The Square Circuit

Academia, parenthood, living in a bankrupt city, and what I read in the process.

Saturday, February 03, 2007


I've been working on and thinking a lot about the Cold War recently--my scholarly work these days deals with it, I'm putting together an anthology of articles on the subject, etc. And although I was never a spy-story fan I do have an appreciation for John le Carré; listening to THE SPY WHO CAME IN FROM THE COLD on books-on-tape was one of those literary experiences that I really remember (along with ULYSSES and Roth's AMERICAN PASTORAL on tape--very vivid) from the last few years. So although my interest in the Cold War is more in overt propaganda and cultural diplomacy than in skulduggery and black ops, I was struck by an irresistible desire, while at the library the other day, to pick up le Carré's TINKER, TAILOR, SOLDIER, SPY. It might have had something to do with seeing THE GOOD SHEPHERD two weeks ago, which is a fictionalized portrayal of CIA counterintelligence chief James Jesus Angleton.

What struck me first about the novel is how little it compromises with the needs of the general reader: there's essentially no exposition apart from what is given by the charactets, and that is in the jargony shorthand of people in a secretive, insular profession. It's very difficult to follow the plot, although the setup is pretty easy: after a series of disastrous or blown operations, the head of British intelligence (name of "Control") is deposed and dies soon afterward. Exiled with him are several of his key lieutenants, most notably George Smiley. Control had suspected that there was a mole high up in the intelligence service and so, after his departure, the Prime Minister's office wants to continue that investigation, but without involving anyone still in the service. George Smiley must investigate and find out which of the top men is actually working for the Soviets.

It's one of those puzzle plots, where the investigator talks to a bunch of people and gradually pieces together the whole story until he has enough to make an educated guess about the identity of the mole. He then lures the mole out and tapes him making incriminating statements. It takes at least a couple reads, I'd imagine, to really put together everything that's happening--the chronology of the operations Smiley traces, the personalities and responsibilities of the main characters, and the significance of the clues. It's fundamentally disorienting. I ended up checking out the BBC miniseries version of TINKER, TAILOR from the library, and although I understood the broad outlines of the plot watching that miniseries really cleared up a lot of the details of the plot for me. (Although the miniseries is much easier to follow than the book, the DVD company was so concerned that viewers wouldn't understand what was happening that they included a cheat-sheet in the case, glossing some of the vocabulary but also laying out who the characters were.)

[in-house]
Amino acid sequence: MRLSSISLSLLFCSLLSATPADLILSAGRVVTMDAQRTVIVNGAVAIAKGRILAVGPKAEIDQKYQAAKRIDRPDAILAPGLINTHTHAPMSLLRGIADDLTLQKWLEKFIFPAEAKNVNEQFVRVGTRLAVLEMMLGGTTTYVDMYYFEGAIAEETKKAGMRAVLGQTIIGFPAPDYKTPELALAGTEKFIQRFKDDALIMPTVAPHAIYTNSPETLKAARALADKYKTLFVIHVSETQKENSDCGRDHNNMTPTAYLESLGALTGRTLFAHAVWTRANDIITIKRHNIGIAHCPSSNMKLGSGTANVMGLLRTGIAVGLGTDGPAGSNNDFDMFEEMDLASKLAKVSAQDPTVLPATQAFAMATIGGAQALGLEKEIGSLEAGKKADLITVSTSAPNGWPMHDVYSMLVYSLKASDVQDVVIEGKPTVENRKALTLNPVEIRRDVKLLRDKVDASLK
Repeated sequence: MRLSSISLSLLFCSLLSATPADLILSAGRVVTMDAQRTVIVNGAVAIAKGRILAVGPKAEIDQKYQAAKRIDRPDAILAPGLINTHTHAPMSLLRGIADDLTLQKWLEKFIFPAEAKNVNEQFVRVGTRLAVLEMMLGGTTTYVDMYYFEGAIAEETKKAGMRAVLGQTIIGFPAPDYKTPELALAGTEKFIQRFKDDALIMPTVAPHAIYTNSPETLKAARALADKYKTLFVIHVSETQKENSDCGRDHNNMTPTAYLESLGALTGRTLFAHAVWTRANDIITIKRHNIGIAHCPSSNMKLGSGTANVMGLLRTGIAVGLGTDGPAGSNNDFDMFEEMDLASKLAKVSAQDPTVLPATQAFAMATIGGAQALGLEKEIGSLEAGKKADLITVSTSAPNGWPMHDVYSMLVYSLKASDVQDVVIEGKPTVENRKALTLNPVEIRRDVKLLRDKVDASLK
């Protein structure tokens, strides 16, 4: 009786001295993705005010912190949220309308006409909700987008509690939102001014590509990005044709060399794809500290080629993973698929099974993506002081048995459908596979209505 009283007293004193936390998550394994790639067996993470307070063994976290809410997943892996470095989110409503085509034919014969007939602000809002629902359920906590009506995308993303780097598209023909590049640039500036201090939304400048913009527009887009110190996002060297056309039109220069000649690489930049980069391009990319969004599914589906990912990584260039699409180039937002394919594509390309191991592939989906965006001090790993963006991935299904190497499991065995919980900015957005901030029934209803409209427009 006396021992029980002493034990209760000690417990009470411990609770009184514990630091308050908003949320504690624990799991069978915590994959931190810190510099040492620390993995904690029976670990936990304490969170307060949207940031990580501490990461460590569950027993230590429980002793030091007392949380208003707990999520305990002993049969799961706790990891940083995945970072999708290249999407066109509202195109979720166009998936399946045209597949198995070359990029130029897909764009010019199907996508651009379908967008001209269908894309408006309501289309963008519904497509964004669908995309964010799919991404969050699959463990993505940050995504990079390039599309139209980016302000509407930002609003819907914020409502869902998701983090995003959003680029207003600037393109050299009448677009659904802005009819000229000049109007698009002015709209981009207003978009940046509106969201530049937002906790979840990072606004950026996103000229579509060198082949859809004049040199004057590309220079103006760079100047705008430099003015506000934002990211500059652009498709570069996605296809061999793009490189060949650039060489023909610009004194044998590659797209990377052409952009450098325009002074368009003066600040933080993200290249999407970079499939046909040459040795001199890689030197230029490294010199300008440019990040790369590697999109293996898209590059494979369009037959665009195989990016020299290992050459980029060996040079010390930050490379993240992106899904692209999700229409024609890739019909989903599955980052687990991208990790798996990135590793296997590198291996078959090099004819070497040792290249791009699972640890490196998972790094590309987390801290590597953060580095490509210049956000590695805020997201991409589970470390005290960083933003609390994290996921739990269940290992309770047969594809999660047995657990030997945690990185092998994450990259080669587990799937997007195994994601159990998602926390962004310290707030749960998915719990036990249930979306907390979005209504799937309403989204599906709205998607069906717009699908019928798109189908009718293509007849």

The miniseries is pretty remarkable: five and a half hours, the vast majority of which is Alec Guinness just talking to people in dingy rooms. There is so little action of any sort, and so few exotic locales, that it doesn't seem like a "real" spy movie--like the BOURNE cacaphonies, for instance. It's slow and grim and quiet, and the actors are gray and unappealing. But it's entirely engrossing.



  • At 3:43 AM, Anonymous anna said…

    Little Drummer Girl is one of my favorite books- I re-read it recently, and it was even more delightful. The replacement of a personality with the spy's, and the whole idea of a woman spy- in a genre that is so male-dominated. The best bit is Diane Keaton in that role, though. I have a big fat crush on her anyways. She does a great flustery hippy in awe of the espionage, with none of the lame doe-eyed naivete that Mia Farrow or someone of that time.

  • At 9:33 PM, Blogger mantooth said…

    I haven't read that, but it's next on the list. I'd also like to see that movie. Did you read the article in Slate recently (I think, it might have been the TIMES) about why smart people, especially smart women, like bad Diane Keaton movies? I really liked the article--it boiled down to, if I remember, that we all want Keaton's movies to be good because she's so great, and seems to enjoy her life and not suffer from Hollywood pathology--one of the quotes from the article was that she hasn't "mutilated" her face like other actresses her age. She really is in bad movies (BABY BOOM, SOMETHING'S GOTTA GIVE, THE FAMILY STONE) but I love her.

    ANNIE HALL is my favorite movie of all time.


Post a Comment

<< Home